Nature Works nurtures future
Teenage nature enthusiasts put their innovative proposals into practice
by Celia Lai & Cecilia Wong
Held by The Nature Conservancy, Nature Works Hong Kong has come to the third year providing platforms for secondary students to plan "eco-friendly".
This year eight student teams participated the program and came up with ideas, from food waste to shark rescue, in an attempt to protect the environment.
The 11-month program, from March to December, put students into exposure of different environmental topics. The five-day training camp equipped students with knowledge and new skills through speakers and hands-on experiences. For instance, "minimum viable product", a concept about the smallest valuable thing one can contribute, was introduced to students to get hold a small control of the environment.
Packed with fundamental knowledge, participants had to come up with ideas regarding four conservation themes: freshwater conservation, food sustainability, waste reduction and biodiversity and wildlife conservation, and later on realised them.
"We chose the topic of eating sustainably because we eat every single day. It has an impact on the environment," said Rachelle Lui Ka-ching (16), one of the team members of Eco-roots.
Eco-roots aimed to encourage sustainable eating habits among Hong Kong students. The five teammates had three goals: to improve access, increase awareness and inspire action. Building container gardens was one of their proposals. Eco-roots wanted to make sustainable food accessible to pupils by growing herbs and different types of veggies in the gardens in schools.
"I hope I can educate the peers around me. They may change the way they eat and start thinking about the impact (of their eating habits) to the environment," said Rachelle.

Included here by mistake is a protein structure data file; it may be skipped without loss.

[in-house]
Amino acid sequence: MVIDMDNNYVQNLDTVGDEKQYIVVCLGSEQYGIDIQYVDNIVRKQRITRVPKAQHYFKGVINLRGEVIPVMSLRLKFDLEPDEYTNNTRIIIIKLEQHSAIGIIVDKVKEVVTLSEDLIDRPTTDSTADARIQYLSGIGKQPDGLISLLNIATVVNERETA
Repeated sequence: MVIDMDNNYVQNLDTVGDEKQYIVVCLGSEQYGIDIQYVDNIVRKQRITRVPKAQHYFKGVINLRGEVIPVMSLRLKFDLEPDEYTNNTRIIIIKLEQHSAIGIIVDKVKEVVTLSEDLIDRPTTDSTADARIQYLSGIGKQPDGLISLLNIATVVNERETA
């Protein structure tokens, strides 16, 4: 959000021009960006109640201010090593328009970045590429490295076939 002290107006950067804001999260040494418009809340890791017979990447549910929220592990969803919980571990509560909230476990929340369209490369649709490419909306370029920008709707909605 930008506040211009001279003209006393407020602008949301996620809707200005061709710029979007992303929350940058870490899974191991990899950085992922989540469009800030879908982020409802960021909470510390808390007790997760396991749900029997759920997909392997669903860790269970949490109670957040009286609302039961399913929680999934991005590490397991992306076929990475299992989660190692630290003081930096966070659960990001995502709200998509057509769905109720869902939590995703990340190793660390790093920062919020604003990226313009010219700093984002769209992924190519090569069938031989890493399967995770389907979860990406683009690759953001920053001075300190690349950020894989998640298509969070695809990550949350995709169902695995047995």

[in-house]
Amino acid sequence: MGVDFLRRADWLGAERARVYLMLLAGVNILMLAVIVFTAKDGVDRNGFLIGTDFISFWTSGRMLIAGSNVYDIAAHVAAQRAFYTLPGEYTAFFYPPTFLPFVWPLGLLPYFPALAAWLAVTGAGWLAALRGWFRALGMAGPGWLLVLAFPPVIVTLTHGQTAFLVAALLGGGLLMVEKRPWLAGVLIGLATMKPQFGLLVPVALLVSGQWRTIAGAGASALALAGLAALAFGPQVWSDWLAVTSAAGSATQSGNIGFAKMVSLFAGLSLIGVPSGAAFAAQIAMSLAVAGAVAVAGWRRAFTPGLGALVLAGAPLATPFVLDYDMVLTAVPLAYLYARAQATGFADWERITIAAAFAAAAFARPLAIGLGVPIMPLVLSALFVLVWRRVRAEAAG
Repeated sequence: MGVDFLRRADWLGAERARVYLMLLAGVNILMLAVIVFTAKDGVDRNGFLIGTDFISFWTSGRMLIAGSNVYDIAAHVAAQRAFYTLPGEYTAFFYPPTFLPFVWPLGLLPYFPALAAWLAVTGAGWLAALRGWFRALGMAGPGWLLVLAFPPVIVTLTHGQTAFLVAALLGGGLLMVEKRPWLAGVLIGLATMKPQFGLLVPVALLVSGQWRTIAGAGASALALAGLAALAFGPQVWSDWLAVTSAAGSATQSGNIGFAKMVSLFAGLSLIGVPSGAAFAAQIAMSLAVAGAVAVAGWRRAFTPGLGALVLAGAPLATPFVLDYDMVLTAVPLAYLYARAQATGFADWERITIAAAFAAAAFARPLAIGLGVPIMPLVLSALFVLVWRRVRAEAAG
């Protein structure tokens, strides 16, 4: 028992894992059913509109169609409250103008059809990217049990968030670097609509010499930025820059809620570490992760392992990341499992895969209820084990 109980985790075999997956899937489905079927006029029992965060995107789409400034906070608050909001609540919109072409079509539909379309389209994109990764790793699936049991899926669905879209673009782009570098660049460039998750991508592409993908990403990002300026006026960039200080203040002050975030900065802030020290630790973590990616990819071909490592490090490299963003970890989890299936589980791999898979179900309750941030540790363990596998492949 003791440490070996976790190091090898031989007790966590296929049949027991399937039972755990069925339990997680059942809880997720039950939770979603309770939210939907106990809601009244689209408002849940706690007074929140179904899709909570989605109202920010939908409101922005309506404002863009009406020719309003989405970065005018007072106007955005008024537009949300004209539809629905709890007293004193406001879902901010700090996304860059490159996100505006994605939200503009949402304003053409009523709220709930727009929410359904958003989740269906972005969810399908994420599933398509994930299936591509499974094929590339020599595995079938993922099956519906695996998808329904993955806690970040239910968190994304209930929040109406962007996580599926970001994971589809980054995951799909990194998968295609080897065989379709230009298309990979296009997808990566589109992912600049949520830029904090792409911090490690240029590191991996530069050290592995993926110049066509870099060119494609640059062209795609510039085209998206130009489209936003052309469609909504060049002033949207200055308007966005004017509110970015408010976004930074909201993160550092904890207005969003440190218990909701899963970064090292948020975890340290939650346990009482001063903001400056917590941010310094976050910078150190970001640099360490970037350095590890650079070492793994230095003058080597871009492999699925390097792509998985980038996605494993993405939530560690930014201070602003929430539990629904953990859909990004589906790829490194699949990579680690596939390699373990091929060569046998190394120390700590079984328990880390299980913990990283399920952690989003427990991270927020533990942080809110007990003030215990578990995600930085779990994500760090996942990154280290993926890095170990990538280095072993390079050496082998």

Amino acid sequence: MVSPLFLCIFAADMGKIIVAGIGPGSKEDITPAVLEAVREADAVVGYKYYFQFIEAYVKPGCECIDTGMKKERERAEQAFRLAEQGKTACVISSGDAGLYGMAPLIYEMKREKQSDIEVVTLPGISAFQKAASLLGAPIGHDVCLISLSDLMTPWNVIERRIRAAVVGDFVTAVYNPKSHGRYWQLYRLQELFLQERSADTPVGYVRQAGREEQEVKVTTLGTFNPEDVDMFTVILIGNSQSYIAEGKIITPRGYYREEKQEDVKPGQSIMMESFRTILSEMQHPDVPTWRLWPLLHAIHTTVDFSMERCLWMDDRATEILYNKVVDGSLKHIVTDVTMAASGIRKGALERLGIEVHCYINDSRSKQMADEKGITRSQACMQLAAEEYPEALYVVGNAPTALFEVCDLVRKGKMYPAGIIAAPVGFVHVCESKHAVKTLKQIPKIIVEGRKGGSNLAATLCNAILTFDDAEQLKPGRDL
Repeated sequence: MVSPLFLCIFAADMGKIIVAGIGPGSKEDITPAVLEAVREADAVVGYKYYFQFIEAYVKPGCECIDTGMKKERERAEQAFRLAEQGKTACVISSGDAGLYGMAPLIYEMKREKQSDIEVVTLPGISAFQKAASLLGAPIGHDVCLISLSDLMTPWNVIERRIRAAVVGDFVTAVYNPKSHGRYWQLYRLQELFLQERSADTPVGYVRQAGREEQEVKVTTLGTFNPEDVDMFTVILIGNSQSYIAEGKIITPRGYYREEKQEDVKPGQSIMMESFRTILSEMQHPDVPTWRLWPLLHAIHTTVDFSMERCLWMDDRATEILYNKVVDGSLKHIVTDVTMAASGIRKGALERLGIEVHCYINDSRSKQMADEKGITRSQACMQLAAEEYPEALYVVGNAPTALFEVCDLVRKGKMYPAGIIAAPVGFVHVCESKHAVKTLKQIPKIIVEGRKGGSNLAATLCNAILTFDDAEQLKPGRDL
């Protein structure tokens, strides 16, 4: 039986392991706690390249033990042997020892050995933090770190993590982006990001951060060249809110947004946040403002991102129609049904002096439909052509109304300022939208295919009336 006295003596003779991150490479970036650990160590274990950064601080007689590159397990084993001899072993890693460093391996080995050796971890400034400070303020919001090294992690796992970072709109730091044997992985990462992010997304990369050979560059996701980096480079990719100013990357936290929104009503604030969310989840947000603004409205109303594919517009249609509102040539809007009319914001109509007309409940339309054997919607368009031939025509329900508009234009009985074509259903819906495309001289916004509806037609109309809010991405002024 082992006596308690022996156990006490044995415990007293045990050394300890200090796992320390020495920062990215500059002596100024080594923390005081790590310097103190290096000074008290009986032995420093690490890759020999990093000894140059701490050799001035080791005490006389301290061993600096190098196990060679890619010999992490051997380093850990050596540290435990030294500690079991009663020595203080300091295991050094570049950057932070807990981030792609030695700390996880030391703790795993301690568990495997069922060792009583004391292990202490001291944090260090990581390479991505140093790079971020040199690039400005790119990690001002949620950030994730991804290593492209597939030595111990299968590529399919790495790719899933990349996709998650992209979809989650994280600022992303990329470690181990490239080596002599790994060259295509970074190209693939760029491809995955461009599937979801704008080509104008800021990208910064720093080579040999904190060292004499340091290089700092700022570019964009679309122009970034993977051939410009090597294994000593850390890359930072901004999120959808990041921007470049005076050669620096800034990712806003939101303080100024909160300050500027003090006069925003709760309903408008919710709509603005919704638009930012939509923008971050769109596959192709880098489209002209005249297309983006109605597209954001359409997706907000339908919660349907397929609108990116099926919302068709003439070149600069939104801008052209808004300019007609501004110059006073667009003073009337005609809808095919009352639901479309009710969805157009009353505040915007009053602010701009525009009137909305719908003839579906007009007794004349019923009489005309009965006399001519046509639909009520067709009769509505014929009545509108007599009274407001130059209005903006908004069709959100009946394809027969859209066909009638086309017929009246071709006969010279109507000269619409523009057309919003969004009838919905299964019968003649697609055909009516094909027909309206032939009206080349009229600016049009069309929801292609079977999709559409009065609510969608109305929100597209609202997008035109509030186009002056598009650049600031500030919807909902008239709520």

Participants had over nine weeks to refine their proposals under the guidance from volunteer professionals. These advisors fine-tuned students' presentations and gave them feedback on their planning process to make their projects feasible and successful.
The mentors also lent their expertise to help students improve their own skills such as leadership skills and inspire creative thinking.
"I learnt the basic entrepreneurship," said Fok Jing-chen (15), another member of Eco-roots. "Different speakers taught us project management, how to plan budgets and to generate income."
The projects of Eco-roots received many votes and made it one of the top three. With the funding from Operation Santa Claus, the team was able to execute their proposed programmes.
We hope the future leaders will bring benefits to the community with their sustainable programmes, said Karen Cheung Kai-shuen, the Education Project Manager of The Nature Conservancy.
The two students said they had behavioural changes after the programme. Jing switches on less air-conditioner while Rachelle eats out less so as to reduce the use of foam. They believed their acts can cut down carbon footprints and pose less harm to the environment.
Asked about their career, they still put "eco-friendly" as one of the considerations. "As a member of that organisation, I would be directly contributing to the waste produced. So that is a huge concern,"said Fok.
(Edited by Ann Li; video edited by Sharon Tang)
The vision of The Nature Conservancy is to leave a sustainable world for future generations in Hong Kong and the globe. It aims at finding innovative ways to ensure that nature can continue to provide all living necessities for survival.
Operation Santa Claus, the city's annual fund-raising campaign jointly organised by South China Morning Post SCMP and RTHK Radio 3 Hong Kong.
《The Young Reporter》
The Young Reporter (TYR) is an English news publication produced by international journalism students at Hong Kong Baptist University. It started as a printed magazine in 1969. Today, TYR is produced across different platforms.
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